Another day, another mainnet launch. Or at least, that’s sometimes how it can feel in the blockchain space, as every project seems to be scrambling to be the latest and greatest in balancing the trade-offs between speed, scalability and security. Unfortunately, many of them end up languishing with little development activity and precious few users.

Therefore, when a new project comes along that appears to be stirring up genuine excitement among established players and investors in the space, it’s worth taking a second look. Despite being new on the scene and still in the process of developing its testnet, Solana is one such project. 

It’s currently associated with names such as Bison Trails and Chainlink, having previously garnered $20 million in investment from high-profile funds such as 500 Startups and Multicoin Capital. It also recently sold out of all its tokens in a Dutch auction, even despite the mid-March market carnage. So, what’s going on with Solana to generate such significant interest from the industry? 

The background

Back in 2017, CEO Anatoly Yakovenko founded Solana with the ambitious goal of creating a blockchain platform that could scale for global adoption. Yakovenko had previously led the team developing operating systems at telecommunications manufacturer Qualcomm, where as he told Cointelegraph: “I was always a performance geek. I spent 12 years at Qualcomm trying to squeeze out every last bit of performance from hardware.” He also engineered a distributed operating system at Mesosphere and worked on compression at Dropbox. 

Upon founding Solana, he onboarded a team of similarly experienced professionals. The company’s chief technology officer and principal architect, Greg Fitzgerald, had also previously worked at Qualcomm across the full spectrum of embedded systems. Its chief operating officer, Raj Gokal, brought experience in product management and finance from his time as a venture investor at General Catalyst and from managing products at his own startup, Sano, and at Omada Health. The chief scientist, Eric Williams, is a particle physicist who studied at Berkeley and gained his Ph.D. while at the European Organization for Nuclear Research, commonly referred to as CERN, hunting for the Higgs boson particle.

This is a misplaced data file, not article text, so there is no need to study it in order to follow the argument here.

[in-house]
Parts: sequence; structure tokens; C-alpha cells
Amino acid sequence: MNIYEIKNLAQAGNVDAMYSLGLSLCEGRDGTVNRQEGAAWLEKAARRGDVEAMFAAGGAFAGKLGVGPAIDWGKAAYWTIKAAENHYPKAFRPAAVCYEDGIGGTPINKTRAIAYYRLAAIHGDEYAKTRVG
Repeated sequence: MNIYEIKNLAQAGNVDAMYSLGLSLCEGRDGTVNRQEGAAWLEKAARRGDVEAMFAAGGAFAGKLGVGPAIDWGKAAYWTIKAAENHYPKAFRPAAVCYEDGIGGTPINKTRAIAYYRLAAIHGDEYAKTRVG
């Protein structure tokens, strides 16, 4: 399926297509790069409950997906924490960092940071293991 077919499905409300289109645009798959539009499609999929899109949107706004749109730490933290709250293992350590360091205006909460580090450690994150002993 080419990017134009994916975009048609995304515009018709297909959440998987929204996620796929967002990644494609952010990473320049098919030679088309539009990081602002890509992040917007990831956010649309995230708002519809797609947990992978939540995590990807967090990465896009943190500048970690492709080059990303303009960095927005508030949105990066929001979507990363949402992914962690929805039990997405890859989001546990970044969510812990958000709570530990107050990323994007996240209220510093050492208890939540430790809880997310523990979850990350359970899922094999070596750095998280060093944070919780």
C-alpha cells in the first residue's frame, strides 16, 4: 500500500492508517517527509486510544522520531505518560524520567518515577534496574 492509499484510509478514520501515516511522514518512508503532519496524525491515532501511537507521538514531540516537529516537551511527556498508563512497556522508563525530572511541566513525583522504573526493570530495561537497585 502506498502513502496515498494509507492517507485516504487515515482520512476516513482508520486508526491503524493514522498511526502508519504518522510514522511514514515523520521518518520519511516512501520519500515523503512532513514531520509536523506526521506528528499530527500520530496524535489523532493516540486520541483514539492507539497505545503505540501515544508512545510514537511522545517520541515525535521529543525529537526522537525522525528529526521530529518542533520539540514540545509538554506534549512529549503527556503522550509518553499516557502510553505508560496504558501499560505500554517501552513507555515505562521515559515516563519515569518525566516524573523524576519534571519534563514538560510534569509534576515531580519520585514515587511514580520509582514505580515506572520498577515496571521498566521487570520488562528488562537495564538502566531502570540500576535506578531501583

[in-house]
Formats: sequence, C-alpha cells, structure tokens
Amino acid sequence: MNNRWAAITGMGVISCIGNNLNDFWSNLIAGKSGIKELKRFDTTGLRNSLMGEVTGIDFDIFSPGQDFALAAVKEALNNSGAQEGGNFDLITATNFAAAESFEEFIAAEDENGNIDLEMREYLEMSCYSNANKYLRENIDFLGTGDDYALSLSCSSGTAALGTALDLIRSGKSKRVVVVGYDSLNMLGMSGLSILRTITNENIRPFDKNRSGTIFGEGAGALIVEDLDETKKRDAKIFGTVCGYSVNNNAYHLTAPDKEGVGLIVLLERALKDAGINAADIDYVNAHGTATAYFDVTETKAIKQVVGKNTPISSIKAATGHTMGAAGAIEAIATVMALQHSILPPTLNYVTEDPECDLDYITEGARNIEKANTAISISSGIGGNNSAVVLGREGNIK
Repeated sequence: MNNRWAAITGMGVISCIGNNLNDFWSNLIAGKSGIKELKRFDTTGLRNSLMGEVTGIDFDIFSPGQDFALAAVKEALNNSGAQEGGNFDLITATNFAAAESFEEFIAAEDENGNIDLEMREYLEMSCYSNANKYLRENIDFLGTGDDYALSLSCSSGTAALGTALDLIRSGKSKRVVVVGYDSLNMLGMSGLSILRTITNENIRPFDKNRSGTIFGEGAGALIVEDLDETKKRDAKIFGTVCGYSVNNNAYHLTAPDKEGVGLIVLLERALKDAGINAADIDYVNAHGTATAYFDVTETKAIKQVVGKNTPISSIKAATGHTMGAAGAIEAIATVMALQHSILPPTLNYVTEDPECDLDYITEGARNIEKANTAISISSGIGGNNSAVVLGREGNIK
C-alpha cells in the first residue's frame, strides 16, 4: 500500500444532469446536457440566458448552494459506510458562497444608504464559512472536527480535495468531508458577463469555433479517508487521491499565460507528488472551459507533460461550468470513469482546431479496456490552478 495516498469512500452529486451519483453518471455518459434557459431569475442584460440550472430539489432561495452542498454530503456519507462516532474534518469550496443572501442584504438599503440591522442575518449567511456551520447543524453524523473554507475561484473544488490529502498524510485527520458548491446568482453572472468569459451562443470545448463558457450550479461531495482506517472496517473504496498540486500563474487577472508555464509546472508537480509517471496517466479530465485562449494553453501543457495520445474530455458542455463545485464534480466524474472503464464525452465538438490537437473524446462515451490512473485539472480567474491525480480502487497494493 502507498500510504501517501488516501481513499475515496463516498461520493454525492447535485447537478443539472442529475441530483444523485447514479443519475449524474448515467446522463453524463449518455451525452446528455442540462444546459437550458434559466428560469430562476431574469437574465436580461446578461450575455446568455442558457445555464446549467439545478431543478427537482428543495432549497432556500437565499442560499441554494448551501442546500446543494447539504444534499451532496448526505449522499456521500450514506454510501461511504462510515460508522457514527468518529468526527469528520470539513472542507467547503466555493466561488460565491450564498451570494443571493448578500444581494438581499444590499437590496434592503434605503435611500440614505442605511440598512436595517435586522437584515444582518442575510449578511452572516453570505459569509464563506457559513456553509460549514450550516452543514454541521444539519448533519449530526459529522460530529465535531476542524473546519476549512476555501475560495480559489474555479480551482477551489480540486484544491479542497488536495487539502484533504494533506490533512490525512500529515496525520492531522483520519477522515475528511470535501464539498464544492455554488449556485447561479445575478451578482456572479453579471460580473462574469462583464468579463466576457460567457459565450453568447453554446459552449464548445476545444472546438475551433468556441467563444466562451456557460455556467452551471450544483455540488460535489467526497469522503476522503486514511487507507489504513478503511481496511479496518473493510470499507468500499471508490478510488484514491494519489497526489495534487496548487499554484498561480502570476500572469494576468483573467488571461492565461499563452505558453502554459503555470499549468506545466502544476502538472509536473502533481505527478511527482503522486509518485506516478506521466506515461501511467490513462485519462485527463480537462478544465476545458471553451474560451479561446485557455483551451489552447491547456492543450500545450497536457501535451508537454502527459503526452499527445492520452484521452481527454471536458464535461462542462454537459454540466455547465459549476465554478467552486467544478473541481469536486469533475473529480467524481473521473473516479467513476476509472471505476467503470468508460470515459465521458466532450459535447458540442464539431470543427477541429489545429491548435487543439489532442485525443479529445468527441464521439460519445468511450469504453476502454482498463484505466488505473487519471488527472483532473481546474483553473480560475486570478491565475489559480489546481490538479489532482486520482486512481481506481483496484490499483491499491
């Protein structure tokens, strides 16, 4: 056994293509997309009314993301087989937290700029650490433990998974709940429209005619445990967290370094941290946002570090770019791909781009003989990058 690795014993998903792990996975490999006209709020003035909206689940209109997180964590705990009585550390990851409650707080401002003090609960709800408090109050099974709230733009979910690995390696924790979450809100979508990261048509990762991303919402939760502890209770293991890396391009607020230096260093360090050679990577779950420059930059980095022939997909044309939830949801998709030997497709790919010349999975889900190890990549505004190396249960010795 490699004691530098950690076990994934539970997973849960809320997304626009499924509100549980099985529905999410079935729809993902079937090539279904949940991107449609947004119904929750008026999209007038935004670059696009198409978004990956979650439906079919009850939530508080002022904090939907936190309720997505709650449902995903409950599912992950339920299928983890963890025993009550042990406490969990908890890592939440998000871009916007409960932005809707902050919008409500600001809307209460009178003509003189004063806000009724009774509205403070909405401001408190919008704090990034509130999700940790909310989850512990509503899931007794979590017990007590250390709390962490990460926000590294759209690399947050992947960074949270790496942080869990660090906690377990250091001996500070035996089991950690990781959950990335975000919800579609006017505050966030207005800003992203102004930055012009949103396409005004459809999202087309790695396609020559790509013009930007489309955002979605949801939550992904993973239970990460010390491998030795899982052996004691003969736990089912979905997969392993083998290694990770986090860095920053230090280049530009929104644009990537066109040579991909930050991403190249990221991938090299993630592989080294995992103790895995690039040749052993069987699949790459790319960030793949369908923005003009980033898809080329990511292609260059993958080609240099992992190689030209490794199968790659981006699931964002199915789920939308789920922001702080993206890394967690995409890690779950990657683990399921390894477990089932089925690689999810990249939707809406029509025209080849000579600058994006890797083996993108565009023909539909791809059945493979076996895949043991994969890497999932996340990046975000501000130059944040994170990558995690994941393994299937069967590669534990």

The Solana team has been able to attract some impressive investors and partners on its road to mainnet launch. Multicoin Capital led a $20 million funding round that concluded in July 2019. More recently, the company ran a Dutch auction through Coinlist for the sale of 8 million Sol tokens, raising a further $1.76 million from 91 countries. In total, Solana has sold 186 million tokens and raised $25.6 million from token sales. 

Solana has also attracted several companies to participate in Tour de Sol, its incentivized testnet. The most high-profile of these is Bison Trails, which is also part of the Libra Association. Bison Trails serves as a validator node on the Solana testnet but has also integrated support for Solana to its infrastructure-as-a-service offering.

The issues at hand

Like many other blockchain projects, the Solana team has the scalability challenge in mind while developing the platform. However, Solana aims to achieve scalability without compromising on security or decentralization. Both have been an issue with other blockchains, particularly those using delegated proof-of-stake, which has proven itself prone to manipulation. 

Solana also aims to solve another problem inherent in blockchain consensus: agreement on time. In any ledger, the time that the entry is made is critical, as it forms the backbone of the ledger’s chronology. If a ledger is held on a centralized server, the system clock simply timestamps entries as they’re recorded. However, in a decentralized system, all nodes are working to their own clocks. Therefore, time is something that the network nodes must agree on as much as the nature of the transaction itself. 

Furthermore, in Bitcoin and other proof-of-work blockchains, the amount of time a miner takes to solve a cryptographic nonce is what governs the difficulty level. So, in the context of a blockchain, recording the passage of time is key. Different blockchains solve this challenge in different ways. However, achieving agreement on time ends up consuming a heavy load in messaging between network nodes.

For example, Hedera Hashgraph, a platform with similar goals to Solana, takes a timestamp from a supermajority of nodes on the network and calculates the median. This has allowed the Hashgraph network to quickly overtake Ethereum in transaction numbers. Christian Hasker, the chief marketing officer of Hedera Hashgraph, told Cointelegraph: 

“Since open access of our platform in September 2019 (roughly 6 months), Hedera has seen over 80 million transactions conducted on our network. In comparison, it took Ethereum a little over two and a half years to hit that same milestone.”